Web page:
I have owned and ridden bikes most of my life. My current
bikes are a 1984 Trek touring bike (purchased new), with new components (now 700C tires), and a Brompton folder (16"). I rode
the Brompton a lot in the Med and loved having it aboard. I had previously been carrying the Trek but it was just too bulky for my small boat, even with the wheels popped off and the lot stowed in a carrying bag.
On smalll wheels: the Moulton take-apart had small wheels (16" IIRC) and set speed records. Smaller wheels have less mass and less drag so in some sense are "faster". The Brompton comes with 1-3/8" wide tires, which gives a good ride; of course the smaller diameter tires are affected by small potholes that a larger wheel
might roll over. The downside is that smaller wheels have shorter spokes to absorb shocks, and thus are more prone to spoke breakage, particularly when heavily loaded. In practice this has meant that it is somewhat more important to keep the spokes adjusted, and with long term heavy riding it is appropriate to replace all of the spokes when they do start to break. To be clear, this is not likely to be a problem unless you are someone riding thousands of miles and thus wearing out tires regularly (me, but not very many other cruisers). I weigh a bit north of 200# and am about 6' tall, and have been known to carry another 20% in cargo when shopping
As for rideability the wheel
size is not that big a deal. What IS a big deal is the frame design. A lot of folders seem designed for children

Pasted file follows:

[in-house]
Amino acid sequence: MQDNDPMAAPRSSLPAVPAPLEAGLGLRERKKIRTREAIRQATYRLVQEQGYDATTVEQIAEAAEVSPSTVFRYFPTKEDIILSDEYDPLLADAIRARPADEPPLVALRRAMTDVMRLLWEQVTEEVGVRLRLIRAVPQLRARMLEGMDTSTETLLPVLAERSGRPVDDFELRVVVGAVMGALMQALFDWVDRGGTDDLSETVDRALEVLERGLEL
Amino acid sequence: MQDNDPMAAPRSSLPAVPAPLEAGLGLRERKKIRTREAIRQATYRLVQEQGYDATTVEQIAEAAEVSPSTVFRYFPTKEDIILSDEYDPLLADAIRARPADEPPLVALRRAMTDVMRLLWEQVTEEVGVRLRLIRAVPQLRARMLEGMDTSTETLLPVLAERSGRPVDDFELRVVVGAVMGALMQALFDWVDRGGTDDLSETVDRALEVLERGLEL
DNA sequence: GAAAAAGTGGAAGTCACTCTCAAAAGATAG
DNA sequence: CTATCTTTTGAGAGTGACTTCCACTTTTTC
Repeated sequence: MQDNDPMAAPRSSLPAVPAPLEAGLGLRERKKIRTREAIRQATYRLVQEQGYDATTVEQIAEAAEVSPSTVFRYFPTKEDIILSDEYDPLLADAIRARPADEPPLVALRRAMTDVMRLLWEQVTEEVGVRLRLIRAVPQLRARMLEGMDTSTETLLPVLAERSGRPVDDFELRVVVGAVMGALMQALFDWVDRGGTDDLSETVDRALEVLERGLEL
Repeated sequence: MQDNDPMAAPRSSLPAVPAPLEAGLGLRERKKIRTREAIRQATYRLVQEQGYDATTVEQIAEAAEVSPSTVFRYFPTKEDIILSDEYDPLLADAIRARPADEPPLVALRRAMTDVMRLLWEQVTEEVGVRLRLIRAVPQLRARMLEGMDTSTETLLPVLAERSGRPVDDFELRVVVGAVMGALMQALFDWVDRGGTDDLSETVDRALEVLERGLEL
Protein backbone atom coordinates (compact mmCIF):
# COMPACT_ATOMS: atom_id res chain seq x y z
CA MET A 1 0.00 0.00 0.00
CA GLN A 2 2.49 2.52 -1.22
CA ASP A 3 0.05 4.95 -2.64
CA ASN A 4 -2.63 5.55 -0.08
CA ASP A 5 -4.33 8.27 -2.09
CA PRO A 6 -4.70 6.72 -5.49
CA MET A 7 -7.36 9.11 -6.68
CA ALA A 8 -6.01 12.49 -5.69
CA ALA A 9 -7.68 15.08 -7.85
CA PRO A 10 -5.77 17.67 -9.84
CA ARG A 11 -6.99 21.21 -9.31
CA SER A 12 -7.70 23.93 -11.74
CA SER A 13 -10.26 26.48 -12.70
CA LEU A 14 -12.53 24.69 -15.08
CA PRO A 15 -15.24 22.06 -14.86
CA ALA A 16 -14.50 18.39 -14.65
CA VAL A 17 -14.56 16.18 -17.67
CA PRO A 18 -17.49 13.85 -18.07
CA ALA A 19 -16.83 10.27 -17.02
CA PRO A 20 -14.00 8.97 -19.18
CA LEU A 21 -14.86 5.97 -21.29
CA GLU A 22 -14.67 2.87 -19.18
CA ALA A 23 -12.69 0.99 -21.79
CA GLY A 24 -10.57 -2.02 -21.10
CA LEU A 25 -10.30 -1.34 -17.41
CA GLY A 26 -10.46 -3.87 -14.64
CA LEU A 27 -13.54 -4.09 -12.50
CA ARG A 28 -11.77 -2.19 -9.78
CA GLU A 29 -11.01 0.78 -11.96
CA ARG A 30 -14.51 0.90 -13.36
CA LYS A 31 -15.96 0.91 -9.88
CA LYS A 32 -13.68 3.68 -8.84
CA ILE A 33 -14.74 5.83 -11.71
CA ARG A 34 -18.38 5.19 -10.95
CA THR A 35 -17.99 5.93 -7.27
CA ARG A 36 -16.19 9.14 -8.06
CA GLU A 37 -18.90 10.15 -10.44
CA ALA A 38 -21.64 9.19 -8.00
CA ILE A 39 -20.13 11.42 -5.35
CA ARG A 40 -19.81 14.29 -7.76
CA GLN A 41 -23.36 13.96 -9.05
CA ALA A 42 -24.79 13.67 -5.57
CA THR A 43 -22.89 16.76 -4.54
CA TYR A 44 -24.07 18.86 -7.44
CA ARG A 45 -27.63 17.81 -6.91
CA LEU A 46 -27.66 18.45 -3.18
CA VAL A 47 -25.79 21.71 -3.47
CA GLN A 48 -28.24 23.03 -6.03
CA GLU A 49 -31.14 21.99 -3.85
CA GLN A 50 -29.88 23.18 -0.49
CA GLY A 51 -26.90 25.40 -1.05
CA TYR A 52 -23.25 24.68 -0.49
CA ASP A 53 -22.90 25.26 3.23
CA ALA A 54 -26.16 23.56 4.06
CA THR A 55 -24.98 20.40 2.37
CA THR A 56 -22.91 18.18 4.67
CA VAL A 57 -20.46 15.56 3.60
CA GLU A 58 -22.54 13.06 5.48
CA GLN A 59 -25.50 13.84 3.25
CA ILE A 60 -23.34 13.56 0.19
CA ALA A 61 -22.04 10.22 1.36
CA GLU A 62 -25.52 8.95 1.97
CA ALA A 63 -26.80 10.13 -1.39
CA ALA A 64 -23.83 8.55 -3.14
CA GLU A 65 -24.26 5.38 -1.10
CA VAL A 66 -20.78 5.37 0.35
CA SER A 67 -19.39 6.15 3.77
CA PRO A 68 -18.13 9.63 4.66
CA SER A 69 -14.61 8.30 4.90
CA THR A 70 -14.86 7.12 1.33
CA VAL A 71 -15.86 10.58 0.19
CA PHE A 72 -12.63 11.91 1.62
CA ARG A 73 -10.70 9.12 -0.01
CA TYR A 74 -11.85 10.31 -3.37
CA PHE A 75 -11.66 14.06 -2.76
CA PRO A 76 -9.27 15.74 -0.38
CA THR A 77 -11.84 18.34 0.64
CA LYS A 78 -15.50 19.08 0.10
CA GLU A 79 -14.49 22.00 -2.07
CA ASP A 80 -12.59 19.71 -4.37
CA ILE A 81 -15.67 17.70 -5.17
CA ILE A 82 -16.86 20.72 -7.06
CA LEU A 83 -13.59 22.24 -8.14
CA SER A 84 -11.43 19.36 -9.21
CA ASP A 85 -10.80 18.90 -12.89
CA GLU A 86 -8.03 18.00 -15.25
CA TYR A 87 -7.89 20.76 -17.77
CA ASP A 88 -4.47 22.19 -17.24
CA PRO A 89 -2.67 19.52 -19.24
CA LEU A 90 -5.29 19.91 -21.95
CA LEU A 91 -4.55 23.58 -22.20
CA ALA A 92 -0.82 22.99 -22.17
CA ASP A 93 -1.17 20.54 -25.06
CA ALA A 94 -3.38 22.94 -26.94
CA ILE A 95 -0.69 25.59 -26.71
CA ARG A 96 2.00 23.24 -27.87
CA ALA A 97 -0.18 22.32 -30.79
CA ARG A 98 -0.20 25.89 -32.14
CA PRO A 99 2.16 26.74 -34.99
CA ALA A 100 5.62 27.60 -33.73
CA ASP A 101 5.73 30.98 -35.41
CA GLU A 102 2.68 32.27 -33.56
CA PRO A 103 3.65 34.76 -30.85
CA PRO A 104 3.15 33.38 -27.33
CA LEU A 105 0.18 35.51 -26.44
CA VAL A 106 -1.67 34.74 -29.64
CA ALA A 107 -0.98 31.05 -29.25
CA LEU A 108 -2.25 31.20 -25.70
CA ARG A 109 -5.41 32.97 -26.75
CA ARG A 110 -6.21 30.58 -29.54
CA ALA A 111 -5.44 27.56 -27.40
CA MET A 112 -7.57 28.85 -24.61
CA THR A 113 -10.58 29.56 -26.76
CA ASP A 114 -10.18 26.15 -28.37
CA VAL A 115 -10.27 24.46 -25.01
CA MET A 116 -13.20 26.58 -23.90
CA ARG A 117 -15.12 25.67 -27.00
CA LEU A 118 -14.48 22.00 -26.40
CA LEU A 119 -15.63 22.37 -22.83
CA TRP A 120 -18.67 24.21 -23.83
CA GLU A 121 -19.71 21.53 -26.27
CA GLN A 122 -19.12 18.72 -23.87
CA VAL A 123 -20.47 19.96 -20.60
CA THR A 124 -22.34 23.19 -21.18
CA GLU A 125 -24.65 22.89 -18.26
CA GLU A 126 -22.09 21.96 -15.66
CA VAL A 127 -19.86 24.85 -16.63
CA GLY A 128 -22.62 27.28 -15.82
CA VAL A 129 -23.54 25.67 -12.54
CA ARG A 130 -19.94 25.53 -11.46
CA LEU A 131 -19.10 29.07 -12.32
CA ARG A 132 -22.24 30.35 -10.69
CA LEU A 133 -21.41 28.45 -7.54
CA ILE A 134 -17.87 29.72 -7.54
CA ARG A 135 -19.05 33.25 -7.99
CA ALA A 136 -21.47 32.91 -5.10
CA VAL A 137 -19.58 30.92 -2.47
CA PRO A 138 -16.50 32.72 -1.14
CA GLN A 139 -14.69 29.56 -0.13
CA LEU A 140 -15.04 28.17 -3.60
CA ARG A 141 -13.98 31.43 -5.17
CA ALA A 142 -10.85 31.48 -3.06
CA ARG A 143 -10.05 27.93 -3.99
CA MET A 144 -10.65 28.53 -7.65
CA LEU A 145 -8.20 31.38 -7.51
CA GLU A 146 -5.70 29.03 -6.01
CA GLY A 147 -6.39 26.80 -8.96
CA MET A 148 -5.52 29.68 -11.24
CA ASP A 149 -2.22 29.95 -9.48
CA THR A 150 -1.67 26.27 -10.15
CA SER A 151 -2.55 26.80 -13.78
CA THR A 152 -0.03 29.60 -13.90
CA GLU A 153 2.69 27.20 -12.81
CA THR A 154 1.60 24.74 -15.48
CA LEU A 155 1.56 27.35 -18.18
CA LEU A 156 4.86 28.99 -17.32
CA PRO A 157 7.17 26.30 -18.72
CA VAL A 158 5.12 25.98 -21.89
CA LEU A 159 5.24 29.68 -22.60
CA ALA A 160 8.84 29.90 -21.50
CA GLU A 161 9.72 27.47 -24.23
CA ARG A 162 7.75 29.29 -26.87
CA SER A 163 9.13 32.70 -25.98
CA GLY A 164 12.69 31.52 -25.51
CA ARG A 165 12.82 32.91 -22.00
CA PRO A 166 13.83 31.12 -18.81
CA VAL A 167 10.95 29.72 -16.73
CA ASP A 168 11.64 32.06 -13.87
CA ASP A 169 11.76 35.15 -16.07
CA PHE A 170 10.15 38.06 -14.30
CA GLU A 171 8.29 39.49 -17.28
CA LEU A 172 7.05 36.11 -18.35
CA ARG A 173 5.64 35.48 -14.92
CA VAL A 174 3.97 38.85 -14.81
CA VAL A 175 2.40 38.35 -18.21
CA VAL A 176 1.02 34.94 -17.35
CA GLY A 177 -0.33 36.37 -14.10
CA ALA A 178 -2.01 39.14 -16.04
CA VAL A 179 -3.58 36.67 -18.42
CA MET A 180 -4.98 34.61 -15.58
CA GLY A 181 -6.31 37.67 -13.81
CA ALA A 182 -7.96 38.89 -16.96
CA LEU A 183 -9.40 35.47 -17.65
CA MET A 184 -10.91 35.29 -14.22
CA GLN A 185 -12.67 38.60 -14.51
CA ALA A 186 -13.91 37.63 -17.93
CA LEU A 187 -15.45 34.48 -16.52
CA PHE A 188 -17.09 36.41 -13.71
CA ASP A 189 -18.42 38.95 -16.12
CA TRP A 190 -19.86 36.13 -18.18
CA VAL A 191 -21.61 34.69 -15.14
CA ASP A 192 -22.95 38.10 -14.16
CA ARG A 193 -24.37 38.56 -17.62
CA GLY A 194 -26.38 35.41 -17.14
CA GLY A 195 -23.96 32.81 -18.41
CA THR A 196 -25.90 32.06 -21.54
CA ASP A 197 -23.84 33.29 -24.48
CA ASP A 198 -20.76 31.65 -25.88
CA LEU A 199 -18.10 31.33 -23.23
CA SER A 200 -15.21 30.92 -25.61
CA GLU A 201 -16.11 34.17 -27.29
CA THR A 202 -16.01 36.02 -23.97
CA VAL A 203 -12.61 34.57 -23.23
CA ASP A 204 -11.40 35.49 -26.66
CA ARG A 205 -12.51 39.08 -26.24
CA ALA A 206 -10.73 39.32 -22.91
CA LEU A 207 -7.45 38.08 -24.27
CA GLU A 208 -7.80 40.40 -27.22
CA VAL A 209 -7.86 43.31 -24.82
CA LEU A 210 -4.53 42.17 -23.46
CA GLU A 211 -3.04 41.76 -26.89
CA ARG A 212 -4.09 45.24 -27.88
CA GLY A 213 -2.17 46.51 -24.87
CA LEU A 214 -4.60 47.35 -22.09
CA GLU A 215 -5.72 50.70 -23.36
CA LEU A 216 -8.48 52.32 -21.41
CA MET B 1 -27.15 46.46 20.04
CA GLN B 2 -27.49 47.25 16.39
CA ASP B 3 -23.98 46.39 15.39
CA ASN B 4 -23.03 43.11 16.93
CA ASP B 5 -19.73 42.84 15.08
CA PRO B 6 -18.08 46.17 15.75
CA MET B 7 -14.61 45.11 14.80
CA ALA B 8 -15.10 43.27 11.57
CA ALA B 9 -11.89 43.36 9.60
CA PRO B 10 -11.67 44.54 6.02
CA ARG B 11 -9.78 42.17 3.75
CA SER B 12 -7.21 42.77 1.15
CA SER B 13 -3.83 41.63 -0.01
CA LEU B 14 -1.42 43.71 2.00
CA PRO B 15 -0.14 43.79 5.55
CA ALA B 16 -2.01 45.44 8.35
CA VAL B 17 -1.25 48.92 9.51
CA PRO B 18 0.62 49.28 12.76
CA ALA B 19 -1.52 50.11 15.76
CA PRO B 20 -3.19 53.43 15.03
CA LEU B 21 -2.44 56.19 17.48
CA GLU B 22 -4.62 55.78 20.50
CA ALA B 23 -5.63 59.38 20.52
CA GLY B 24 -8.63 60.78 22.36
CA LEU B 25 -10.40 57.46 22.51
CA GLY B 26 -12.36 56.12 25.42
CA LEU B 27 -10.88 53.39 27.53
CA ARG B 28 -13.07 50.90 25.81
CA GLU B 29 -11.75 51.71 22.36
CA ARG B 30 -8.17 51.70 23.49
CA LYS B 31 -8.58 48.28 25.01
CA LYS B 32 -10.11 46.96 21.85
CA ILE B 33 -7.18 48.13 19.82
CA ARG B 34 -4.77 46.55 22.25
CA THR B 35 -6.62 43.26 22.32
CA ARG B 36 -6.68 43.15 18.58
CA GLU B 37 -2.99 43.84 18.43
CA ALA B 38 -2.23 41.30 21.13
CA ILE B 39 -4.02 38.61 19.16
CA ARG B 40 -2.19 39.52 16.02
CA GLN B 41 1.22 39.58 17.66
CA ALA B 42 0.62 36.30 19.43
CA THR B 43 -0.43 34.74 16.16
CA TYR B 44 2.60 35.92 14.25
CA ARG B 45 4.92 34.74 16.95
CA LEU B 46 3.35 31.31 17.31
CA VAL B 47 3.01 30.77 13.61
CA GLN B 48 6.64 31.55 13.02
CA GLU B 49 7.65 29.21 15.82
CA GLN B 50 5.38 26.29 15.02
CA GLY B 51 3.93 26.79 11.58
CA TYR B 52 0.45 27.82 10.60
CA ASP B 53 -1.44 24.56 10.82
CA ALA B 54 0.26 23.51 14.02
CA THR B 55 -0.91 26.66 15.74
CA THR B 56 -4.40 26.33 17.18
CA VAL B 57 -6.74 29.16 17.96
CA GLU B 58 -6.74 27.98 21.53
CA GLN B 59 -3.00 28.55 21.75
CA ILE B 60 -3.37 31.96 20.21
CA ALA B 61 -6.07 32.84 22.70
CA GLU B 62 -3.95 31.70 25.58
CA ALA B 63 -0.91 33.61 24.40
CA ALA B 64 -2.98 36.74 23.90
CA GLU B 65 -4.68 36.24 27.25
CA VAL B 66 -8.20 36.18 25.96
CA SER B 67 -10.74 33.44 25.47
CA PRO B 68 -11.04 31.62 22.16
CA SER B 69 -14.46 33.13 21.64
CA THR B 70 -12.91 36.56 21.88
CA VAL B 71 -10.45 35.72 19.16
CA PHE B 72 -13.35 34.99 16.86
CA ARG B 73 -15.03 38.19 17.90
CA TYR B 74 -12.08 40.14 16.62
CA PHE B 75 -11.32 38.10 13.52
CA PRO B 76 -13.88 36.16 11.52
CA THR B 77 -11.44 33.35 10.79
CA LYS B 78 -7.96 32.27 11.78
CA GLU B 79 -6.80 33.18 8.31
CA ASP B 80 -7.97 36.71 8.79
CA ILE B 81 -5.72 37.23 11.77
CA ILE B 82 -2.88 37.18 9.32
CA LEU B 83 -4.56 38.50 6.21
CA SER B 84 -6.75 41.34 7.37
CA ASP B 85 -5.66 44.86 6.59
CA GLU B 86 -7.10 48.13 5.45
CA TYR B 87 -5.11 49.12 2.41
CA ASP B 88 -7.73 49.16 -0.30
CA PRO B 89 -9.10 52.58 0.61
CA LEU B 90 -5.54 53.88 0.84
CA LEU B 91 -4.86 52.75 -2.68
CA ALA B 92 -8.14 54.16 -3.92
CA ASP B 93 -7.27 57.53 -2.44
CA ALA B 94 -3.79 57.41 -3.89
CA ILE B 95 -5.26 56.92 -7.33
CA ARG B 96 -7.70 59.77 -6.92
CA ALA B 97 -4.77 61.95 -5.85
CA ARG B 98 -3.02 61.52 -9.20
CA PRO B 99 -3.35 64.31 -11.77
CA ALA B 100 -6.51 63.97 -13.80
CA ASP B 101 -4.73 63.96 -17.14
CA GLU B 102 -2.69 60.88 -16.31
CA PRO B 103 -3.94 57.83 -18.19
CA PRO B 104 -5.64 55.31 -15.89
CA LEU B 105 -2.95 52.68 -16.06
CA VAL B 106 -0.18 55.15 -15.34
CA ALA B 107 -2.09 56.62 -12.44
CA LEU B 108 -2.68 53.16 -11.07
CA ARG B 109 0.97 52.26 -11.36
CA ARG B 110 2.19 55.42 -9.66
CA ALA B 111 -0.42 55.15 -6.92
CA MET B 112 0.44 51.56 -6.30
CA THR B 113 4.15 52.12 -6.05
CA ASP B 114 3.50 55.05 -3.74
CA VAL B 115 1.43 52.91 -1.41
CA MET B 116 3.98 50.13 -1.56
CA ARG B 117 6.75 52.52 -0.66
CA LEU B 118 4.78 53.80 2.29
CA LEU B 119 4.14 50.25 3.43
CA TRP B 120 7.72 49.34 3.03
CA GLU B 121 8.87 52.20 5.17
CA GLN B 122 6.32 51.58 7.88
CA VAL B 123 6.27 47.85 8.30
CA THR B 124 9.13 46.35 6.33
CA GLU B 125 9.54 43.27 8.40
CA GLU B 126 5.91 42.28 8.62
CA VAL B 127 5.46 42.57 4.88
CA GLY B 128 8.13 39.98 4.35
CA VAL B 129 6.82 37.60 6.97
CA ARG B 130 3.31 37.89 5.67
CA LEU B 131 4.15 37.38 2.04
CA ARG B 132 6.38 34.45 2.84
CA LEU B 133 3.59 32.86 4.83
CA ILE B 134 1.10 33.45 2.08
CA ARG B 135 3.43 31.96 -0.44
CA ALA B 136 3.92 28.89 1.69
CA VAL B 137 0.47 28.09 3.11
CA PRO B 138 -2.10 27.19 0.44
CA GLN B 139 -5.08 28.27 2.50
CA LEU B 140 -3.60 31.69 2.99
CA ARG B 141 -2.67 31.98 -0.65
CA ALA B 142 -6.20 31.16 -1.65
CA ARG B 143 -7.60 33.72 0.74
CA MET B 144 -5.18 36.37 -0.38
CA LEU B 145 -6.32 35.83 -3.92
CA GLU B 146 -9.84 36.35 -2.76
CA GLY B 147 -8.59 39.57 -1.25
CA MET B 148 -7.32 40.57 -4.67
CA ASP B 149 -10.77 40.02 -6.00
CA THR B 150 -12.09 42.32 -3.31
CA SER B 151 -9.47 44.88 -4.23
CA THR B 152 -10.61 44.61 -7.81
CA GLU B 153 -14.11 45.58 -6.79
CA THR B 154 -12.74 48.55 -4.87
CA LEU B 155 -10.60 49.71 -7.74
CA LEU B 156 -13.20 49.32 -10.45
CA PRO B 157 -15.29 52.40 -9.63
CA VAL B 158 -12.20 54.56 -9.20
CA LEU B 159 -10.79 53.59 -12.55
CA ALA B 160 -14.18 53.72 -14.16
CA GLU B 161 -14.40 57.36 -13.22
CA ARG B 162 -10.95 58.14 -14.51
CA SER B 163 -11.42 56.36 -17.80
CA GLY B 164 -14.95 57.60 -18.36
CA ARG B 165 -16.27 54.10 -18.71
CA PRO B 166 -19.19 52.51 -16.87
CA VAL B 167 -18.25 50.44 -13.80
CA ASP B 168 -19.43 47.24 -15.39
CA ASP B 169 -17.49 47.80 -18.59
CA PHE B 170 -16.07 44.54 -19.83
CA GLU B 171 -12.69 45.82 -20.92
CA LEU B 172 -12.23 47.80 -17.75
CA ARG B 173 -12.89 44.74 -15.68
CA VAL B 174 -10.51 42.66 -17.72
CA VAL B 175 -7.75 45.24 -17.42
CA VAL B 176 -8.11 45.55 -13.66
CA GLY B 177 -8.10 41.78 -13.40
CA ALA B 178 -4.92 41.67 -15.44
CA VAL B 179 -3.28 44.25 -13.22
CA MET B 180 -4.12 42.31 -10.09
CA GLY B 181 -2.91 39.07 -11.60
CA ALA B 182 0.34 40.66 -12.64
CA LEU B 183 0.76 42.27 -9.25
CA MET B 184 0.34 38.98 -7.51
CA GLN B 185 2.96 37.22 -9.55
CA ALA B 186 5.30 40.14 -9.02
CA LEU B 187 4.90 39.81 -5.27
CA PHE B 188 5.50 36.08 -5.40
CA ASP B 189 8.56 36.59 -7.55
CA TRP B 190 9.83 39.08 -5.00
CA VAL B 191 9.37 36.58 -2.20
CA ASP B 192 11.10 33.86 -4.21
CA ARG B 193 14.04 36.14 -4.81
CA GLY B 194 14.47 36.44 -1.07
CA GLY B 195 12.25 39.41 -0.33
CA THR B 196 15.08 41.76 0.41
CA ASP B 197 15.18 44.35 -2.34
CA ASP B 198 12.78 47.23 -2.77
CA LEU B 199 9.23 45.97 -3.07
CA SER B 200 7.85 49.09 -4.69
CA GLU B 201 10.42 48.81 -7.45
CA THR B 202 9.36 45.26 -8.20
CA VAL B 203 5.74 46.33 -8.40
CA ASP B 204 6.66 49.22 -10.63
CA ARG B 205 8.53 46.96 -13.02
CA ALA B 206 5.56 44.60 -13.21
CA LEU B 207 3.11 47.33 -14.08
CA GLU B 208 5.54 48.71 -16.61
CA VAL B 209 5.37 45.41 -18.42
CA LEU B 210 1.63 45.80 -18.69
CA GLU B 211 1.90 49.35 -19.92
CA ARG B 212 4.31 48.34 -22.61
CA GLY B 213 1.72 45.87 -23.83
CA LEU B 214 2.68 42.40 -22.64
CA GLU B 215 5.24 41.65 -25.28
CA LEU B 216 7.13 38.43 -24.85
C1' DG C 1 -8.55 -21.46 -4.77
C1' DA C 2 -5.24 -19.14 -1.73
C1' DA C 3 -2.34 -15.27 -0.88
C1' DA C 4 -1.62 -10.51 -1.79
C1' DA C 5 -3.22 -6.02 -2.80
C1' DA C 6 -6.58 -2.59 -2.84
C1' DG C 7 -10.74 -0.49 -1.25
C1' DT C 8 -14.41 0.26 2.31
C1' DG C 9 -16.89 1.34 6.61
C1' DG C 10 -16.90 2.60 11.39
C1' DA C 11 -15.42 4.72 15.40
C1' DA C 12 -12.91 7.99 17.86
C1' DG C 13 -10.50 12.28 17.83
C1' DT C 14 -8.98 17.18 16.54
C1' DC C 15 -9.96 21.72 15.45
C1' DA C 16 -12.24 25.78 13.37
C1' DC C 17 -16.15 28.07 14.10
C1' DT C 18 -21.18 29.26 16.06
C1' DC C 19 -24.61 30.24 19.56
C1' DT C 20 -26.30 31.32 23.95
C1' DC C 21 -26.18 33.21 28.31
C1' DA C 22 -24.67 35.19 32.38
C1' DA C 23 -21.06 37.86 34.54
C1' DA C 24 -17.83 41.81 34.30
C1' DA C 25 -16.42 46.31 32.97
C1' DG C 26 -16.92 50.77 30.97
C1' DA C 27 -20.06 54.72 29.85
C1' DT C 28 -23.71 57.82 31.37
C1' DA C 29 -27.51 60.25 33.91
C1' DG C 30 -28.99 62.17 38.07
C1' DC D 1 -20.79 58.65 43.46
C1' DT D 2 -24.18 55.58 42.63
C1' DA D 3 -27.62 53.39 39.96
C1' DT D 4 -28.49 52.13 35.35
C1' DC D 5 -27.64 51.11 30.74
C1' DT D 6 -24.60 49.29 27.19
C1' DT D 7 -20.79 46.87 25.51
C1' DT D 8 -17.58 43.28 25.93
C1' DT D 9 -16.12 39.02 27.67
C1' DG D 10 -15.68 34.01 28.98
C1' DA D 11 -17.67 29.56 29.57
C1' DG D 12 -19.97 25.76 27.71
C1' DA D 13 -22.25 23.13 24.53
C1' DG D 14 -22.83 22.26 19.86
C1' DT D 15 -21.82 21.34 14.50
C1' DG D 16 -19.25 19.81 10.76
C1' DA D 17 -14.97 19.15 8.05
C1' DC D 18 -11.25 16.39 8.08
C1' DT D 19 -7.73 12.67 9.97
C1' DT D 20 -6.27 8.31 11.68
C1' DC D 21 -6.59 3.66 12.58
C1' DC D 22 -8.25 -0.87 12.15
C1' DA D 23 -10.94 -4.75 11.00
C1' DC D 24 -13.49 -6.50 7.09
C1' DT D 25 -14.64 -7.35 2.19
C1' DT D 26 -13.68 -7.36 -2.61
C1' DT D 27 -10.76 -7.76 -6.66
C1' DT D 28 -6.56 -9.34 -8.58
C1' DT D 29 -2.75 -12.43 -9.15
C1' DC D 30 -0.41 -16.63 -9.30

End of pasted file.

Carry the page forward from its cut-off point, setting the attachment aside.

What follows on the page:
and are nearly impossible for an adult to pedal. The reason the Brompton looks so strange is that the small wheels' axles are as far apart as a normal street bike - which is necessary in order to get the geometry right for riding comfortably.
Personally I enjoy riding my little folder, and find it much more practical for cruising than a full size street bike. In addition to the ease of storage
, it is much easier to protect from theft: going into a store I will often just fold it up and put it in a shopping
cart, or carry it with me. It is also easy to bring aboard for overnight secure storage
. Bike thefts are common just about everywhere... My modifications include more gear
choices (added a Swiss Mountain Drive) and clipless pedals. While I do prefer the feel of the touring bike, the folder is quite comfortable and very practical for cruising.
All bikes have components that include plated screws that rust in salt
air. There are other components which are also made of steel
and can rust, particularly on cheap
and lubricating are necessary maintenance
- just do it. If you want to buy a cheap
bike, do nothing to maintain it and don't mind the rusty look, don't care if it's stolen, and are happy to replace it every few years then go right ahead. If you want a nice bike then spend the extra money
to get an appropriate one, with quality aluminum
and stainless components, and put a modest effort in maintaining it. Sadly, there doesn't seem to be any easy way to get rid of the plated screws...